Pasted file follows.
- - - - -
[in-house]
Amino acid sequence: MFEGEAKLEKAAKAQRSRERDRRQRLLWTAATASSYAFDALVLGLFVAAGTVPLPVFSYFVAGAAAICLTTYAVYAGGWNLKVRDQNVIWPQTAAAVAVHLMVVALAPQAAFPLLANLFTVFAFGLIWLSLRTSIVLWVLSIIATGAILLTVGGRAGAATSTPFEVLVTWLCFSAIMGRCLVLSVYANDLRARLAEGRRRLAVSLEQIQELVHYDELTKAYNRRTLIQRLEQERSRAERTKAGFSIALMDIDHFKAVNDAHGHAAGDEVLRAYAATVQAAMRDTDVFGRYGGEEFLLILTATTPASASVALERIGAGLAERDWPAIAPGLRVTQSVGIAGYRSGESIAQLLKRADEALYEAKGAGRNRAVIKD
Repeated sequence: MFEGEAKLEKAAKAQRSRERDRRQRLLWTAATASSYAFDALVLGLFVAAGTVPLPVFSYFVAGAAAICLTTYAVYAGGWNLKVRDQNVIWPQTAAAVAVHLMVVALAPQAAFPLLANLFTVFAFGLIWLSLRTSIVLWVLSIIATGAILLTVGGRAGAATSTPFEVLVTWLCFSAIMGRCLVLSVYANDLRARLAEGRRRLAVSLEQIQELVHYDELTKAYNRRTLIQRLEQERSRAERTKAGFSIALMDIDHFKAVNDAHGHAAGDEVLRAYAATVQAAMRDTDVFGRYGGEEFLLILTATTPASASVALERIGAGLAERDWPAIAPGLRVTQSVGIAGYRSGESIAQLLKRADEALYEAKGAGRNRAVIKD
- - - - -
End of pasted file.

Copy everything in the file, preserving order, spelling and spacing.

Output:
[in-house]
Amino acid sequence: MFEGEAKLEKAAKAQRSRERDRRQRLLWTAATASSYAFDALVLGLFVAAGTVPLPVFSYFVAGAAAICLTTYAVYAGGWNLKVRDQNVIWPQTAAAVAVHLMVVALAPQAAFPLLANLFTVFAFGLIWLSLRTSIVLWVLSIIATGAILLTVGGRAGAATSTPFEVLVTWLCFSAIMGRCLVLSVYANDLRARLAEGRRRLAVSLEQIQELVHYDELTKAYNRRTLIQRLEQERSRAERTKAGFSIALMDIDHFKAVNDAHGHAAGDEVLRAYAATVQAAMRDTDVFGRYGGEEFLLILTATTPASASVALERIGAGLAERDWPAIAPGLRVTQSVGIAGYRSGESIAQLLKRADEALYEAKGAGRNRAVIKD
Repeated sequence: MFEGEAKLEKAAKAQRSRERDRRQRLLWTAATASSYAFDALVLGLFVAAGTVPLPVFSYFVAGAAAICLTTYAVYAGGWNLKVRDQNVIWPQTAAAVAVHLMVVALAPQAAFPLLANLFTVFAFGLIWLSLRTSIVLWVLSIIATGAILLTVGGRAGAATSTPFEVLVTWLCFSAIMGRCLVLSVYANDLRARLAEGRRRLAVSLEQIQELVHYDELTKAYNRRTLIQRLEQERSRAERTKAGFSIALMDIDHFKAVNDAHGHAAGDEVLRAYAATVQAAMRDTDVFGRYGGEEFLLILTATTPASASVALERIGAGLAERDWPAIAPGLRVTQSVGIAGYRSGESIAQLLKRADEALYEAKGAGRNRAVIKD